India-UK free trade agreements at an impasse in the final stagestext_fields
London: The India-UK free trade agreement negotiations are at a standstill in its final stages. Both governments were aiming to complete the draft by Diwali.
The Department for International Trade (DIT) clarified that the deal will only happen if it meets with the UK's interests. UK Trade Secretary Kemi Badenoch said last week that the country cannot do more later just because there may be an FTA struck with India. A UK government spokesperson stated: "We remain clear that we won't sacrifice quality for speed and will only sign when we have a deal that meets the UK's interests."
Two of the major issues are data localisation and UK companies being allowed to bid for Indian government contracts. A report in The Daily Telegraph said the likelihood of a so-called "thin" trade deal within the symbolic Diwali or October 24 deadline and further "iterative" deals at a later stage is now looking like a likely outcome.
A source told the UK media that the stumbling blocks are absolutely to do with digital. "How ambitious and comprehensive this deal is is in some way a function of time." Regarding the controversial interventions over a wide-ranging bilateral trade agreement, strategic experts say the dispute may end up in a diluted trade pact.
Last week, UK Home Secretary Suella Braverman expressed reservations over India being offered some sort of open borders visa concessions. India responded by saying that a Migration and Mobility Partnership (MMP) between the two countries had not "worked very well" in tackling visa overstayers.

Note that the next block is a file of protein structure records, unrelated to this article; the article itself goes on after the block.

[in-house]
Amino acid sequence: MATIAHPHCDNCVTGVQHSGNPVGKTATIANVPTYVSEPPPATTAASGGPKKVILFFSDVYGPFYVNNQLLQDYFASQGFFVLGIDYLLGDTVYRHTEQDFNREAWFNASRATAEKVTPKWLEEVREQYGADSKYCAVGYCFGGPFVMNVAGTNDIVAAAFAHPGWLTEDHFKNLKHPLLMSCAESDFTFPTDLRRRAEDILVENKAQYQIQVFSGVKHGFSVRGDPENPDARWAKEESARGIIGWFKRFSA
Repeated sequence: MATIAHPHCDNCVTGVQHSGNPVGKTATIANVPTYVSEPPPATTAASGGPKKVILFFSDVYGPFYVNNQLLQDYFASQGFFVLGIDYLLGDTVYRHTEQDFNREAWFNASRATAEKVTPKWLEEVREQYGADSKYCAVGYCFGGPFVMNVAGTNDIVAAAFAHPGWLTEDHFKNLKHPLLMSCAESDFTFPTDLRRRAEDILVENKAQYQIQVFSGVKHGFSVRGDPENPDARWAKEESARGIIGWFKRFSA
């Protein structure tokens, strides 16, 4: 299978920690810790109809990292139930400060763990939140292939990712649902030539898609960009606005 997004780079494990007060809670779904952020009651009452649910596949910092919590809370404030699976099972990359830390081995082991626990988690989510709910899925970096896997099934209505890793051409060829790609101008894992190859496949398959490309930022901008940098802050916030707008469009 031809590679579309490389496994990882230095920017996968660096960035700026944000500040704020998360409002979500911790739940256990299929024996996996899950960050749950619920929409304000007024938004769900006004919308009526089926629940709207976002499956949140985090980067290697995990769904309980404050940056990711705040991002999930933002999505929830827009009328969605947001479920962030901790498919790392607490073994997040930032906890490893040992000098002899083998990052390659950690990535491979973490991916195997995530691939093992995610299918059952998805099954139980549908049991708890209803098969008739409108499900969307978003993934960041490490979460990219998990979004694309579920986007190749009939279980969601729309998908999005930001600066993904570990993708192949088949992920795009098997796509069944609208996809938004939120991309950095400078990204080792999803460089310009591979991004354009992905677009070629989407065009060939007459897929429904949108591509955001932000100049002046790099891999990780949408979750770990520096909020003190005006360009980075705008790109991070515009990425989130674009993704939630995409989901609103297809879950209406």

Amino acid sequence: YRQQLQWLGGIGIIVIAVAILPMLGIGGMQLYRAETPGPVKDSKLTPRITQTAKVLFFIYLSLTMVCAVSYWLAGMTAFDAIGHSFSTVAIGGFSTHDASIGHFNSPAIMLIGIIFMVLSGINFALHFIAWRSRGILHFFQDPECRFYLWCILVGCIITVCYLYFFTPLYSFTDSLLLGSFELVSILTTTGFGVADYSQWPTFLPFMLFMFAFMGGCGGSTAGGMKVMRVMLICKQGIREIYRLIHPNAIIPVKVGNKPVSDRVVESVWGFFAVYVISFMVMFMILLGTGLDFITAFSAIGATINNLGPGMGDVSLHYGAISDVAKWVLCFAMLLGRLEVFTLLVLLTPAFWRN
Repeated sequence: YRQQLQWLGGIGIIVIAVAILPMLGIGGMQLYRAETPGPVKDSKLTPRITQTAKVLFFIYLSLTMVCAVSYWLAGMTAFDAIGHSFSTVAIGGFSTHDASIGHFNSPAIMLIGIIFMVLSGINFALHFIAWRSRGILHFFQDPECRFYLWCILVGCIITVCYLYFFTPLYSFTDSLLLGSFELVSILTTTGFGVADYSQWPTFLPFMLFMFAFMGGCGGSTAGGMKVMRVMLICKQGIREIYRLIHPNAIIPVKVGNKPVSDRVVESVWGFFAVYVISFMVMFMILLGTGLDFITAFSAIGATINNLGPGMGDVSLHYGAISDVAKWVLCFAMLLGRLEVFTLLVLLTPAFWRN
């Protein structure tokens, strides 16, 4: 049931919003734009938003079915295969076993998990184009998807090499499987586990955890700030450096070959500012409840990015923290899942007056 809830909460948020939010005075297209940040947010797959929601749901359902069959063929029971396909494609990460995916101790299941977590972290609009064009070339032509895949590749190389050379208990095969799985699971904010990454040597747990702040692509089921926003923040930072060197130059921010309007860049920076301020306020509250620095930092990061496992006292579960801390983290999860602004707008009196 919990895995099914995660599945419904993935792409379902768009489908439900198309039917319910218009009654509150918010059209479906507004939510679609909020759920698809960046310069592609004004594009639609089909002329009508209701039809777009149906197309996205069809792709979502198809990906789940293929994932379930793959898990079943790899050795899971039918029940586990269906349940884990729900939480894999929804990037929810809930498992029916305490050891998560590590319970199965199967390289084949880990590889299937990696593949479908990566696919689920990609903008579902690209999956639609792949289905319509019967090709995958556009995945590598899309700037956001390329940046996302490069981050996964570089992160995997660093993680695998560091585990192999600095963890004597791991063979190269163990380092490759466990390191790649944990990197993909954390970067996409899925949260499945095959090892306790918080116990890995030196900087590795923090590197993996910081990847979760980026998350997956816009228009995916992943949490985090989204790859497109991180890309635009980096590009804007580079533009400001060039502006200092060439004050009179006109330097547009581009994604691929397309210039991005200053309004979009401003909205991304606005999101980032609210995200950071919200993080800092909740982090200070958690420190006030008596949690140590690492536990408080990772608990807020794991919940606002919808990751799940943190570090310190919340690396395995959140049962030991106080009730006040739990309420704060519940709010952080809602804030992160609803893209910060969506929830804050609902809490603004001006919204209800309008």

Rahul Roy-Chaudhury, Senior Fellow for South Asia at the London-based International Institute for Strategic Studies (IISS) think tank, said the prospective UK-India FTA under the Liz Truss government will not be as substantive nor as comprehensive as envisaged by the previous Boris Johnson government. "The negotiations on key issues of mobility/migration and tariffs can be expected to continue towards a non-time bound second-phase of the agreement."
"Negotiations on key issues of mobility/migration and tariffs can be expected to continue towards a non-time bound for the second phase of the agreement. But, it will still enable both governments to claim political victory, even though its economic impact may be underwhelming for both," he added.
The focus of the free trade agreement is to lower trade barriers, cut tariffs, and support easier imports/exports.